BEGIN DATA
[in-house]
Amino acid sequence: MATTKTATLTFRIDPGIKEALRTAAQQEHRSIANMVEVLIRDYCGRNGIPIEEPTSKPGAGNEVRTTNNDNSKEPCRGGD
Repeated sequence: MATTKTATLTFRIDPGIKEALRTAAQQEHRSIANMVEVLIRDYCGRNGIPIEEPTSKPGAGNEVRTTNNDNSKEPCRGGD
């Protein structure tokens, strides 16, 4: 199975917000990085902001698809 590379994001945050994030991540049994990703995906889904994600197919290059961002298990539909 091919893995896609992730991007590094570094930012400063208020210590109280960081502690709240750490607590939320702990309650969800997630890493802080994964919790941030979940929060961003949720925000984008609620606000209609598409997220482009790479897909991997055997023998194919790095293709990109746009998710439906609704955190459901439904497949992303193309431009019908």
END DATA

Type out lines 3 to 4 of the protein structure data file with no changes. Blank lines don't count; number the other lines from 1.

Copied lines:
Repeated sequence: MATTKTATLTFRIDPGIKEALRTAAQQEHRSIANMVEVLIRDYCGRNGIPIEEPTSKPGAGNEVRTTNNDNSKEPCRGGD
């Protein structure tokens, strides 16, 4: 199975917000990085902001698809 590379994001945050994030991540049994990703995906889904994600197919290059961002298990539909 091919893995896609992730991007590094570094930012400063208020210590109280960081502690709240750490607590939320702990309650969800997630890493802080994964919790941030979940929060961003949720925000984008609620606000209609598409997220482009790479897909991997055997023998194919790095293709990109746009998710439906609704955190459901439904497949992303193309431009019908």